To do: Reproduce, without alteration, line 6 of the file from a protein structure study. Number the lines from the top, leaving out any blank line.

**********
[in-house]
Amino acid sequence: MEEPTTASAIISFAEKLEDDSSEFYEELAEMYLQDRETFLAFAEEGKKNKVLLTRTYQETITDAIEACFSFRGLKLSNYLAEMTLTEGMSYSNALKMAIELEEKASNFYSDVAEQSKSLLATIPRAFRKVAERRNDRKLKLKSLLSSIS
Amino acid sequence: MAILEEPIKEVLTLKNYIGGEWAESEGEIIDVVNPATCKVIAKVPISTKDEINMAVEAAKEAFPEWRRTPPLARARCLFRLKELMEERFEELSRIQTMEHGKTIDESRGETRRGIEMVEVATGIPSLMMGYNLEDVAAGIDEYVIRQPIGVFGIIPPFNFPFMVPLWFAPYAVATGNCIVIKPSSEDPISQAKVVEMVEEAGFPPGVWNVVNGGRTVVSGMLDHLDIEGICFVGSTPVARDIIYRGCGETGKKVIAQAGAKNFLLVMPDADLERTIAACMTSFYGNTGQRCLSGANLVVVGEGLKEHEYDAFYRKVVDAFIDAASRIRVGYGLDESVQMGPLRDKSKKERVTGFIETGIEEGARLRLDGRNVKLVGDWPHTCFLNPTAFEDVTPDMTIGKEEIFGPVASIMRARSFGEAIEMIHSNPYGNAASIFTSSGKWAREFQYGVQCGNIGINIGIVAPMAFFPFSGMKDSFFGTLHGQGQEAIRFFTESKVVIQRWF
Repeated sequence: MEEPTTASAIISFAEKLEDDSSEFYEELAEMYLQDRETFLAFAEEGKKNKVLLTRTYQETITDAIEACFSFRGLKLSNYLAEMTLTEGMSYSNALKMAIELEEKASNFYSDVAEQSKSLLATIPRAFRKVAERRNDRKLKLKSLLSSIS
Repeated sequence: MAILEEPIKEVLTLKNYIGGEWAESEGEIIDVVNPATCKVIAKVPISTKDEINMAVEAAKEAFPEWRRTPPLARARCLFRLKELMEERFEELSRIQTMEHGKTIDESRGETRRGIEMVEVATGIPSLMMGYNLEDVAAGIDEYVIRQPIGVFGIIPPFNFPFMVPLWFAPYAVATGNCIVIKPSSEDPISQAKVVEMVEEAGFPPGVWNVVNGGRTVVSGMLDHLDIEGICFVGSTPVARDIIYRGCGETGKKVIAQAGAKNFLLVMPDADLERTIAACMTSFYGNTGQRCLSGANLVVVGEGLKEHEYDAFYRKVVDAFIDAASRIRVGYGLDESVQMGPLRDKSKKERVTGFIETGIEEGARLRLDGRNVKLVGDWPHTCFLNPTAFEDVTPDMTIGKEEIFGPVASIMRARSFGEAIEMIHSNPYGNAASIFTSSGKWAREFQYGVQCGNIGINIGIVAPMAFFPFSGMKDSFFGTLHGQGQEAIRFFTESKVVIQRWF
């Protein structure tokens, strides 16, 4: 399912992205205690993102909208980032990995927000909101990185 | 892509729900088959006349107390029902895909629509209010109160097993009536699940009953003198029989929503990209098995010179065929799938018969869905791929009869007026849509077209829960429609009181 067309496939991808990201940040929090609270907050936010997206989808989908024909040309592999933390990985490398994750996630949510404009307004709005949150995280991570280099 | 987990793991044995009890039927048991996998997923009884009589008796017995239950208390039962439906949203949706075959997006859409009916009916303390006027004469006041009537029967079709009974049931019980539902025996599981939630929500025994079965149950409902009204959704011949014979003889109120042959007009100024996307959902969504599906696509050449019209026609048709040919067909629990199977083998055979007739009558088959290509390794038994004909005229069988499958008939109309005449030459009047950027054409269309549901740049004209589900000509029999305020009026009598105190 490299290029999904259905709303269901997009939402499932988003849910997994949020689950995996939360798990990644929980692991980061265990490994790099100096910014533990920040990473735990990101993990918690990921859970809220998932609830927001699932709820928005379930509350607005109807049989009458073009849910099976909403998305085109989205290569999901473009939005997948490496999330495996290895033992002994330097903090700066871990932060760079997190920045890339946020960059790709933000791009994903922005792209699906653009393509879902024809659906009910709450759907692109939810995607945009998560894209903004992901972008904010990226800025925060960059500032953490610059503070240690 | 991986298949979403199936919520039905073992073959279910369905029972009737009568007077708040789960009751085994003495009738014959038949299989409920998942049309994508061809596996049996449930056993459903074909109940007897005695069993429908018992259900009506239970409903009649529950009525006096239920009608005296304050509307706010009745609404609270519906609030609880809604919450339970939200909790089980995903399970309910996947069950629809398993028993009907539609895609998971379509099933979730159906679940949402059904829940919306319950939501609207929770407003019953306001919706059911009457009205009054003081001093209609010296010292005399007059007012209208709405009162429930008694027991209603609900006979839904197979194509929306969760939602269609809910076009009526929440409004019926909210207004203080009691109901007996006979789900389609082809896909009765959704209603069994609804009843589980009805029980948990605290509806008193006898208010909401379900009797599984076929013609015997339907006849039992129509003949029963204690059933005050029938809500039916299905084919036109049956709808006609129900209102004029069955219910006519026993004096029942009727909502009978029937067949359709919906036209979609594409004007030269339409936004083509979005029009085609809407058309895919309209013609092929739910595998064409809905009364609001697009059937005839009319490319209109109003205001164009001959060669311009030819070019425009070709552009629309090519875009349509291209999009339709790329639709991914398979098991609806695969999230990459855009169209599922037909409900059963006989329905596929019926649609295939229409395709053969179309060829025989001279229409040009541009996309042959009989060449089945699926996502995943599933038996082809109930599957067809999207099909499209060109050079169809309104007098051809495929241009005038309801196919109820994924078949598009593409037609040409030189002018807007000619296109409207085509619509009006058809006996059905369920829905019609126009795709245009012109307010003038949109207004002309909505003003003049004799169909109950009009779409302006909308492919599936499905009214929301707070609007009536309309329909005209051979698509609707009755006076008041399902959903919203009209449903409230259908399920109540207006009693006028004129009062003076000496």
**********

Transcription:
């Protein structure tokens, strides 16, 4: 399912992205205690993102909208980032990995927000909101990185 | 892509729900088959006349107390029902895909629509209010109160097993009536699940009953003198029989929503990209098995010179065929799938018969869905791929009869007026849509077209829960429609009181 067309496939991808990201940040929090609270907050936010997206989808989908024909040309592999933390990985490398994750996630949510404009307004709005949150995280991570280099 | 987990793991044995009890039927048991996998997923009884009589008796017995239950208390039962439906949203949706075959997006859409009916009916303390006027004469006041009537029967079709009974049931019980539902025996599981939630929500025994079965149950409902009204959704011949014979003889109120042959007009100024996307959902969504599906696509050449019209026609048709040919067909629990199977083998055979007739009558088959290509390794038994004909005229069988499958008939109309005449030459009047950027054409269309549901740049004209589900000509029999305020009026009598105190 490299290029999904259905709303269901997009939402499932988003849910997994949020689950995996939360798990990644929980692991980061265990490994790099100096910014533990920040990473735990990101993990918690990921859970809220998932609830927001699932709820928005379930509350607005109807049989009458073009849910099976909403998305085109989205290569999901473009939005997948490496999330495996290895033992002994330097903090700066871990932060760079997190920045890339946020960059790709933000791009994903922005792209699906653009393509879902024809659906009910709450759907692109939810995607945009998560894209903004992901972008904010990226800025925060960059500032953490610059503070240690 | 991986298949979403199936919520039905073992073959279910369905029972009737009568007077708040789960009751085994003495009738014959038949299989409920998942049309994508061809596996049996449930056993459903074909109940007897005695069993429908018992259900009506239970409903009649529950009525006096239920009608005296304050509307706010009745609404609270519906609030609880809604919450339970939200909790089980995903399970309910996947069950629809398993028993009907539609895609998971379509099933979730159906679940949402059904829940919306319950939501609207929770407003019953306001919706059911009457009205009054003081001093209609010296010292005399007059007012209208709405009162429930008694027991209603609900006979839904197979194509929306969760939602269609809910076009009526929440409004019926909210207004203080009691109901007996006979789900389609082809896909009765959704209603069994609804009843589980009805029980948990605290509806008193006898208010909401379900009797599984076929013609015997339907006849039992129509003949029963204690059933005050029938809500039916299905084919036109049956709808006609129900209102004029069955219910006519026993004096029942009727909502009978029937067949359709919906036209979609594409004007030269339409936004083509979005029009085609809407058309895919309209013609092929739910595998064409809905009364609001697009059937005839009319490319209109109003205001164009001959060669311009030819070019425009070709552009629309090519875009349509291209999009339709790329639709991914398979098991609806695969999230990459855009169209599922037909409900059963006989329905596929019926649609295939229409395709053969179309060829025989001279229409040009541009996309042959009989060449089945699926996502995943599933038996082809109930599957067809999207099909499209060109050079169809309104007098051809495929241009005038309801196919109820994924078949598009593409037609040409030189002018807007000619296109409207085509619509009006058809006996059905369920829905019609126009795709245009012109307010003038949109207004002309909505003003003049004799169909109950009009779409302006909308492919599936499905009214929301707070609007009536309309329909005209051979698509609707009755006076008041399902959903919203009209449903409230259908399920109540207006009693006028004129009062003076000496």